“The squeaky wheel gets the grease.” Those in ag industry circles are hoping this is the case as ramped-up transportation and trucking regulations have been bearing down on business. The Agricultural Trucking Relief Act (S. 2025) might help clear the path. The new piece of legislation introduced by Senators David Perdue (R-GA) and Jeff Merkley (D-OR) would clearly define agricultural commodities by aligning the definition used by the Federal Motor Carrier Safety Administration with those used by the USDA and the EPA. In addition, the legislation would ensure horticultural products are treated fairly when enforcing hours of service rules and electronic logging device regulations.
AmericanHort President and CEO Ken Fisher released a statement regarding the Agricultural Trucking Relief Act.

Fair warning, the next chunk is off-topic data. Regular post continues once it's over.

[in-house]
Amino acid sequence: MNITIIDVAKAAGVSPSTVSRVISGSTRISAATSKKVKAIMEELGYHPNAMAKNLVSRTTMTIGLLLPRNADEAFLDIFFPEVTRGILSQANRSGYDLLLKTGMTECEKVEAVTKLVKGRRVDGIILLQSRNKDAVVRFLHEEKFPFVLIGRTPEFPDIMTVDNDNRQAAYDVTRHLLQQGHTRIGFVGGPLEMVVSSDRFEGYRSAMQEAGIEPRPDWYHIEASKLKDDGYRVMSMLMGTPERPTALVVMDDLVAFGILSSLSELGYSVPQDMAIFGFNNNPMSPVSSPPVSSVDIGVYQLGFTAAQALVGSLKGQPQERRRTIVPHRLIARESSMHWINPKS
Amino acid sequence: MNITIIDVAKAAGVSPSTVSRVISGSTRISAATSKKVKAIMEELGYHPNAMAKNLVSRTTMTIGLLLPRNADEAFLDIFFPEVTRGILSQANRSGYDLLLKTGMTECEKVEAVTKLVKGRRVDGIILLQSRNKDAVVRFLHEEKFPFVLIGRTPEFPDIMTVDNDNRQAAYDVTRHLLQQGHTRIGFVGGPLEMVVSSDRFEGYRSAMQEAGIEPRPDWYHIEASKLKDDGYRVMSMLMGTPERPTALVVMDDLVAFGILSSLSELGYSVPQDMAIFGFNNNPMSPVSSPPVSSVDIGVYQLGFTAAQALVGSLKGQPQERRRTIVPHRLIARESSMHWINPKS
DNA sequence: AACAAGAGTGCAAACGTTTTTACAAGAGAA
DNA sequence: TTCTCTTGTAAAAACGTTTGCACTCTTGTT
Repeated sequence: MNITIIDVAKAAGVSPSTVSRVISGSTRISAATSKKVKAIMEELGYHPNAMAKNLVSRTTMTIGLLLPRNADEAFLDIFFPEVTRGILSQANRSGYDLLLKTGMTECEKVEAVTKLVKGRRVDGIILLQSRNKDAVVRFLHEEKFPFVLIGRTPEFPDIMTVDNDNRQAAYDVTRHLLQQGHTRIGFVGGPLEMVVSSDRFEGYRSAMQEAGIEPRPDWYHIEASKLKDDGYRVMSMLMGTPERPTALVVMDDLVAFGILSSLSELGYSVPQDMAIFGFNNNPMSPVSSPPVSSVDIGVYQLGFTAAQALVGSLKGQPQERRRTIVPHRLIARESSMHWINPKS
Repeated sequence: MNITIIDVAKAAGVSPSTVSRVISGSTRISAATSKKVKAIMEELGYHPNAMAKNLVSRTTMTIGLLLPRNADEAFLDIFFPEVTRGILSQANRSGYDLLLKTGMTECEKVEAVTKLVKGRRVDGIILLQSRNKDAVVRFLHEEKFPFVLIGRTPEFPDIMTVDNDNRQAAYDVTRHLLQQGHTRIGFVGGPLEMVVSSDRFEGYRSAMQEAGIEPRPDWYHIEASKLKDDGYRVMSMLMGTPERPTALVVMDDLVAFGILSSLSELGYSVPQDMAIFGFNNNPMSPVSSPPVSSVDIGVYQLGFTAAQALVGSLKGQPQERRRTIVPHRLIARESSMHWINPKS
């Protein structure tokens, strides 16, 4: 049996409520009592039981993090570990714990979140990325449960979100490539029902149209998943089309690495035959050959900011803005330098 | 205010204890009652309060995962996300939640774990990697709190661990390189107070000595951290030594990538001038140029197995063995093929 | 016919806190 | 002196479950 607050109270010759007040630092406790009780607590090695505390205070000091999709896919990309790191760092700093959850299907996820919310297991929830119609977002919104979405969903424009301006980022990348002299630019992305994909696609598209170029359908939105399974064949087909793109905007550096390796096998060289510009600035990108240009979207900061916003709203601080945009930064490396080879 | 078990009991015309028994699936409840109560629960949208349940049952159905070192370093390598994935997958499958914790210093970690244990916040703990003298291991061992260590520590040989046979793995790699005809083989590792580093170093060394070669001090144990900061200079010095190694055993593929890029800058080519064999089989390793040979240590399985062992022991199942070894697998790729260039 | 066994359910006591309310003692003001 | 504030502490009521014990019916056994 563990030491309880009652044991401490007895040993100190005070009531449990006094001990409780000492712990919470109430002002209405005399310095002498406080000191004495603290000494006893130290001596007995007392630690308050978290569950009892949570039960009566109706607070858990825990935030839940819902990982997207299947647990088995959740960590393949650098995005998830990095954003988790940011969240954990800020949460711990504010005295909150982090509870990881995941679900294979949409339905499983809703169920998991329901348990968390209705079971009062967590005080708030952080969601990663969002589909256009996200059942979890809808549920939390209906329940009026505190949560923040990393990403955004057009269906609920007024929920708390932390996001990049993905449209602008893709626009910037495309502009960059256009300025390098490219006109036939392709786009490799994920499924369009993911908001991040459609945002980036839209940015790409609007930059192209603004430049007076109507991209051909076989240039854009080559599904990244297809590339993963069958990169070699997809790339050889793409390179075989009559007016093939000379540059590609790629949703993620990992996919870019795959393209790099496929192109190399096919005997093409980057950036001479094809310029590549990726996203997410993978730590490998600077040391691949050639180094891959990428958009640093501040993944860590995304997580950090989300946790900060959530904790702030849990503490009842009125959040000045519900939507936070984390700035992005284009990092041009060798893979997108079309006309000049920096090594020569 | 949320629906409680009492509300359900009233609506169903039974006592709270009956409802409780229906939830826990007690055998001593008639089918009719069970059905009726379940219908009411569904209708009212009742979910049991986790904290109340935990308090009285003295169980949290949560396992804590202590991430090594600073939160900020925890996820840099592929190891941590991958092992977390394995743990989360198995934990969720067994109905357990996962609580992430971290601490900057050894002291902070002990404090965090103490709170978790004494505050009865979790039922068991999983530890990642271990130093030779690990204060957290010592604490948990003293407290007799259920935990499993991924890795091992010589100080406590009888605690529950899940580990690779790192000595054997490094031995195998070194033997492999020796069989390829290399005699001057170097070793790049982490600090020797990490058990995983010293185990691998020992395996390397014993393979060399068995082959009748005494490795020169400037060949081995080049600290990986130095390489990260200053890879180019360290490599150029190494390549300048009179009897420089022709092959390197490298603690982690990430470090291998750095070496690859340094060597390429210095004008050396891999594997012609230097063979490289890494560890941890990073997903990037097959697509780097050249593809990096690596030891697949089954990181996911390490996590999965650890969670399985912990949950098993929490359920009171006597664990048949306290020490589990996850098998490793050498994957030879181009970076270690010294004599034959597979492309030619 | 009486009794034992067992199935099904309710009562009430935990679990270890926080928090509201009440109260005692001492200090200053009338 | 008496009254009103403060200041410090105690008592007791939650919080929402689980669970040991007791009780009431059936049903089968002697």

“We applaud Senators Perdue and Merkley for introducing this bill to finally create a single, concrete definition of agricultural commodities that reflects the consensus of many government agencies and the needs of the entire agricultural industry,” Fisher said. “While horticultural products are treated as ‘agriculture’ when they are grown and when they are sold, transportation of our products is hampered when drivers and inspectors alike are forced to attempt to interpret the current ambiguous definition. This bill would correct that problem and place all agricultural goods, including horticultural products, on a level playing field and ensure prompt delivery to the consumer.”
S. 2025 is a companion bill to H.R. 1673, introduced in the House earlier this year by Rep. Austin Scott (GA-08). Current law does not specifically define which products are classified as “agricultural commodities” relating to transportation policy and regulatory compliance, leading to fragmented regulations across agencies.